The Estate Planning lawyers at the Elder & Disability Law Center provide comprehensive estate planning advice and legal services to individuals and families in the Washington, D.C., area, Maryland, and Virginia. Please contact us for a consultation an irrevocable life insurance trust or any other estate planning option.
One method of reducing the impact of estate taxes on the value of your estate is by purchasing a life insurance policy with a death benefit equal to the amount of taxes your estate will owe at your death. The policy is then placed into an irrevocable life insurance trust (ILIT). However, a few things should be kept in mind when creating an ILIT.
First, do not own the policy on your own life or the value of the policy will be included in your estate, increasing the amount of taxes you are trying to avoid. In order to avoid this problem, create an irrevocable life insurance trust (ILIT). After creating and funding the trust, the independent trustee can then buy the insurance on your life.
If you already have an insurance policy, you can gift the policy to the trust, making the trust the new owner of the policy. However, if you die within three years of transferring an existing insurance policy into the trust, the IRS will include the death benefit in your estate. The transfer is considered to have been done in "contemplation of death" solely for tax purposes, which is not allowed.
Second, bear in mind that the ILIT is irrevocable and contributions to the trust cannot be undone. In addition, you cannot be the trustee of the trust.
Third, if you transfer an existing policy to the trust that has any cash value, it is considered a gift. If the policy has a high cash value (over $12,000), gifting the policy to the trust could result in a gift tax.
Second-to-Die Policies Are a Great Estate Tax Planning Tool
Your Estate Planning attorney may suggest that you and your spouse purchase a second-to-die life insurance policy for your ILIT. Second-to-die policies insure the lives of two people, generally a husband and a wife. The benefit does not pay out until the second person on the policy dies. A second-to-die policy makes the most of the IRS's theory of taxing on the spouse who dies second. A U.S. citizen can leave all of his/her assets to his/her surviving spouse who is also a U.S. citizen without estate tax consequences through the unlimited marital deduction. Thus, there is no need to have a policy within the ILIT to use to pay estate taxes until the second spouse dies. Purchasing a second-to-die policy is a simple way to ensure that no matter which spouse dies first, the estate taxes will be taken care of.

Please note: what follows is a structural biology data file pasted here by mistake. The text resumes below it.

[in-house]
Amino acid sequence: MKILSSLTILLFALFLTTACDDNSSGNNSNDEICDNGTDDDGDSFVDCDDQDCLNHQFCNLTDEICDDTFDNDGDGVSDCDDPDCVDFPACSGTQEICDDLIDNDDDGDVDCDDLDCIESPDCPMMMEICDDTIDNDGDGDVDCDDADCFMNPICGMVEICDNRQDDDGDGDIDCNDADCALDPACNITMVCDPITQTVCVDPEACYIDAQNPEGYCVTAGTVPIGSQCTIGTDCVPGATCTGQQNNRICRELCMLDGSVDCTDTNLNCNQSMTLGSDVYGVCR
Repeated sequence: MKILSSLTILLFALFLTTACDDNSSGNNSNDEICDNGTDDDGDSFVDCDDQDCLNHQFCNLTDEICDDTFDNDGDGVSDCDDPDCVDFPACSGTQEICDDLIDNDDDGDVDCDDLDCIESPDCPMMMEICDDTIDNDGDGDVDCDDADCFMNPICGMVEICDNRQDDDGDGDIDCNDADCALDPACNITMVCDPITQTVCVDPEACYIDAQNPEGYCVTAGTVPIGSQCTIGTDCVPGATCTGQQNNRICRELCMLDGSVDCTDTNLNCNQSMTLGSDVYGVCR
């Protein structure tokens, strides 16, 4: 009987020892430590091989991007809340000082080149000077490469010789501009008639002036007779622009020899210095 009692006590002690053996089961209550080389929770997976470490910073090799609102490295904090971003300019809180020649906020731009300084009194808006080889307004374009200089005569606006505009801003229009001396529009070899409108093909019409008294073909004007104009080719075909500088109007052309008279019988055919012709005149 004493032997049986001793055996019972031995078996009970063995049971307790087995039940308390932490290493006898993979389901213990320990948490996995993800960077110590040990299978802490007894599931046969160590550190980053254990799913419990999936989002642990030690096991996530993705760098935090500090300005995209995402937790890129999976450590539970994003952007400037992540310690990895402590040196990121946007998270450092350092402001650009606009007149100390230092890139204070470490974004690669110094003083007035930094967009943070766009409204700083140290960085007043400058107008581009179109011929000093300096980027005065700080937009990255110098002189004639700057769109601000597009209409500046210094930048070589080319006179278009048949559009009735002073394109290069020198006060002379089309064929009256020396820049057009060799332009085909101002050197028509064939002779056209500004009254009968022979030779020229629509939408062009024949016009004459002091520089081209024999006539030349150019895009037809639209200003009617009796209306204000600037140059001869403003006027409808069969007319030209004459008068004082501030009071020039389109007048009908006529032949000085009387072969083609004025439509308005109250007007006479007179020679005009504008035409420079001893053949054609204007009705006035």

Funding the ILIT
Unless you put a very large amount of money in the ILIT, you will need to continue funding the ILIT in order to pay the premiums on the life insurance policy. Any money you put into a trust is seen as a future gift for the beneficiaries, which means it is subject to the gift tax. However, the Crummey power, from the 1968 case Crummey v. Commissioner, allows you to make a present gift and, therefore, utilize the gift tax exemption.
The Crummey power is the power of the trust beneficiaries to withdraw newly deposited money from the trust. The trustee writes a letter, a Crummey letter, to the beneficiaries, notifying them that a deposit has been made into the trust. The beneficiaries then have a limited amount of time (e.g. 30 days) to express in writing whether or not they would like to withdraw the money from the trust. Your attorney can help you draft a correct Crummey letter to notify your beneficiaries when you make a deposit into the ILIT.
After 30 days have passed, the trustee can then use the money deposited in accordance with the trust guidelines; in the case of an ILIT to pay the insurance premiums. Because the beneficiaries have a right to withdraw the funds, the IRS treats the deposit as a present gift. As long as the deposit is less than $12,000 it will not be subject to gift tax.
Although an ILIT seems like a simple estate planning tool, you need to bear in mind that the payout from the insurance policy does not go directly to paying the estate taxes, but is first exchanged dollar-for-dollar with other assets in your estate. The funds from the insurance policy will then go into the estate, while the exchanged assets go into the ILIT. The benefit to this is that you do not have to liquidate your property in order to pay estate taxes. It is important to remember that some of your estate assets will be exchanged with the insurance payout and will end up in the ILIT when you are deciding who will be the trustee and the beneficiary of the ILIT.
Consult with an experienced Estate Planning lawyer at the Elder & Disability Law Center to create and maintain an ILIT.